President Donald Trump’s embattled immigration ban has continued to spark outrage, frustration and claims that the U.S. government is abandoning refugees in their time of need, but comments from Secretary of State Rex Tillerson on Wednesday seemed to indicate that the administration will indeed offer some sort of additional aid to those fleeing the Islamic State.
Tillerson said before a group of 68 countries and organizations who came together in Washington D.C. on Wednesday to discuss battling the Islamic State that “interim zones of stability” would be created to assist these individuals, Reuters reported.
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“The United States will increase our pressure on ISIS and al Qaeda and will work to establish interim zones of stability, through ceasefires, to allow refugees to return home,” he said. “I recognize there are many pressing challenges in the Middle East, but defeating ISIS is the United States’ number one goal in the region.”
This has understandably created some chatter, considering that any safe zone or similar proposal would potentially bring the U.S. into greater military involvement in Syria and Iraq, as battles against the Islamic State forge on in the region.
Tillerson gave no details on where or how these zones would be set up or secured.
Officials with the 68-member coalition told Foreign Policy that the zones Tillerson mentioned would be centered in lands that were recaptured from the Islamic State in both Syria and Iraq and would involve a mix of forces that has not yet been determined. A State Department official also told the outlet that overall details are not yet known.
The Washington Post, though, drew a distinction between “safe zones” that are protected by air and land and “interim zones of stability,” reiterating that these areas would be the lands that were cleared of the Islamic State already rather than unrelated land designated as a safe zone, though it is unclear how security would differ for these related concepts.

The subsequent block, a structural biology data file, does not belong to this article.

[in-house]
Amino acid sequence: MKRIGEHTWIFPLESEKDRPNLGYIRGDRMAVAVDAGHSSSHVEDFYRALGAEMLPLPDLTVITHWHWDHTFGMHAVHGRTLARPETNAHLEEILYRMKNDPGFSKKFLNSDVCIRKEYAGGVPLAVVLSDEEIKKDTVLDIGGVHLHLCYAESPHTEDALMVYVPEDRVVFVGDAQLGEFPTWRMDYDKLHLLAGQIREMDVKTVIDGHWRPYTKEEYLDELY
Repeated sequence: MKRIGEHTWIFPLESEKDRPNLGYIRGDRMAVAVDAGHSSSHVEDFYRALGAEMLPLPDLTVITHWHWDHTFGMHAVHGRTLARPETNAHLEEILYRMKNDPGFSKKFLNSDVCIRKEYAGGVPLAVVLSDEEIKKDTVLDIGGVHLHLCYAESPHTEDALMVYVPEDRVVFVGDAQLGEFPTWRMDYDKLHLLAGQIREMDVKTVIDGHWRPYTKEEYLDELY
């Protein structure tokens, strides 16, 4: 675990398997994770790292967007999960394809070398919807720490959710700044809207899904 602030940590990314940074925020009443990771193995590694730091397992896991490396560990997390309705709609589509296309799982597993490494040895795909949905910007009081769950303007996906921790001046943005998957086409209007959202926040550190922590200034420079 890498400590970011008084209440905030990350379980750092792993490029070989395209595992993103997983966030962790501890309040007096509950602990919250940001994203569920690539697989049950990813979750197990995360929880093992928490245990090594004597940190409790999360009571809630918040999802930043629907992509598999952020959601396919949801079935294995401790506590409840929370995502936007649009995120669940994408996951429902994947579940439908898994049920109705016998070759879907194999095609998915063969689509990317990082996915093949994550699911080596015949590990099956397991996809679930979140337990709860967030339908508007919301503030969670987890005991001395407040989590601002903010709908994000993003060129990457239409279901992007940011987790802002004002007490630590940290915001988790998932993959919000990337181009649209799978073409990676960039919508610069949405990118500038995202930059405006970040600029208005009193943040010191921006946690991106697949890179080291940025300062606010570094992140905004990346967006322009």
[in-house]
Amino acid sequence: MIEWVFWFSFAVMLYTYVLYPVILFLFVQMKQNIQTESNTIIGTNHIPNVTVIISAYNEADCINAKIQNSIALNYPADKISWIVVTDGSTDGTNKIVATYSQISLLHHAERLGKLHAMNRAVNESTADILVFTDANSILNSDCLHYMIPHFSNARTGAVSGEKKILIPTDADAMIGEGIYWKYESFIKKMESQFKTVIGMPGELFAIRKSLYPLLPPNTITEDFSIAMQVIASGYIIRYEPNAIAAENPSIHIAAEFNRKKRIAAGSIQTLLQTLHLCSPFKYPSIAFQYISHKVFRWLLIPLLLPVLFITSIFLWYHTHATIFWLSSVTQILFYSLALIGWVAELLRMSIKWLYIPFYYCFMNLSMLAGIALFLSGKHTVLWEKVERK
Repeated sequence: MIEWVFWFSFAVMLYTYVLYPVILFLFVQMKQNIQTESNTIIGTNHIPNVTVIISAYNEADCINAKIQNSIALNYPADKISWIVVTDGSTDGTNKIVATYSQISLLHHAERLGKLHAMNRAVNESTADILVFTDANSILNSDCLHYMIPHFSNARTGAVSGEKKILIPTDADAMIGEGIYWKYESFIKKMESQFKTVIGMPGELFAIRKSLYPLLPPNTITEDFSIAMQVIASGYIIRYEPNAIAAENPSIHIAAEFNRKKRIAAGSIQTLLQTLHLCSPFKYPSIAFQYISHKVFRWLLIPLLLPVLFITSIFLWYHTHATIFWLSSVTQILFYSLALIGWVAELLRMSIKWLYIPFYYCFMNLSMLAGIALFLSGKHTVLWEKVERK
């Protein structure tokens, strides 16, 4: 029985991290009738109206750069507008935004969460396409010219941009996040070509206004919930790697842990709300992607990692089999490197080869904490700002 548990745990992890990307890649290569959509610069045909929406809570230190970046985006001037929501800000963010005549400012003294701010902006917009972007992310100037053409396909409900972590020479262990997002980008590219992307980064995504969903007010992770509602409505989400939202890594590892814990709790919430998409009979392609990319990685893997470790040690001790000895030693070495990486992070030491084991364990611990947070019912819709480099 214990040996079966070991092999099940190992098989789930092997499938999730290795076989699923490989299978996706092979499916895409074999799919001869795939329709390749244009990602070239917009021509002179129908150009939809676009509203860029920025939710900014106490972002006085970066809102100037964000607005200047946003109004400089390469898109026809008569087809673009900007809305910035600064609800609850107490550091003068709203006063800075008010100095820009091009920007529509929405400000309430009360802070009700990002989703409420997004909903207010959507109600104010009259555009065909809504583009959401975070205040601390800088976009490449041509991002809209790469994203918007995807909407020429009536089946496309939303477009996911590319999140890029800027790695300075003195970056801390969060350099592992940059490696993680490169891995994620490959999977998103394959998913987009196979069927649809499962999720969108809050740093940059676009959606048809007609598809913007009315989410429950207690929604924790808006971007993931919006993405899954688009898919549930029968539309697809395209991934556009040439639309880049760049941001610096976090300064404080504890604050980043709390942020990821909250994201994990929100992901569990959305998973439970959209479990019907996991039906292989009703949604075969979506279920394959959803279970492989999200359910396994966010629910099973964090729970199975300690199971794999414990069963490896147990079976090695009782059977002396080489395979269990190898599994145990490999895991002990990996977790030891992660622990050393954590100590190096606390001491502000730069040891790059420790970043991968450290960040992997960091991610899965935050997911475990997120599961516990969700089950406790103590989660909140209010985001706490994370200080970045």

The Los Angeles Times speculated that the language “suggests creation of no-fly zones to protect refugees in northern Syria.”
Criticism of this apparent plan is, of course, in no short supply; you can read what people on both sides of the discussion have to say here. Interestingly, while the Obama administration opposed no-fly zones, both Trump and former Democratic presidential contender Hillary Clinton favored creating them in the region, according to The Washington Post.
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In addition to the interim zones, Tillerson pledged that the U.S. will “do its part,” but also called on members of the coalition to play an increased role in helping tackle the ongoing challenges in the region, The Washington Post reported.
“Circumstances on the ground require more from all of you,” he said. “I ask each country to examine how it can best support stabilization efforts.”
Tillerson’s comments came as Trump remains under fire for a revised executive order he issued earlier this month that removed Iraq from the initial list of seven countries from which immigration to the U.S. will be temporarily halted. The countries that remain on that list are Iran, Syria, Sudan, Yemen, Libya and Somalia.
Like the original order, the refugee program would have been suspended for 120 days, and people traveling to the U.S. from the aforementioned countries who didn’t secure a visa before Jan. 27, would have been banned for 90 days, as Fox News reported.
But the order, much like the first one, has been halted by the courts, at least for now.
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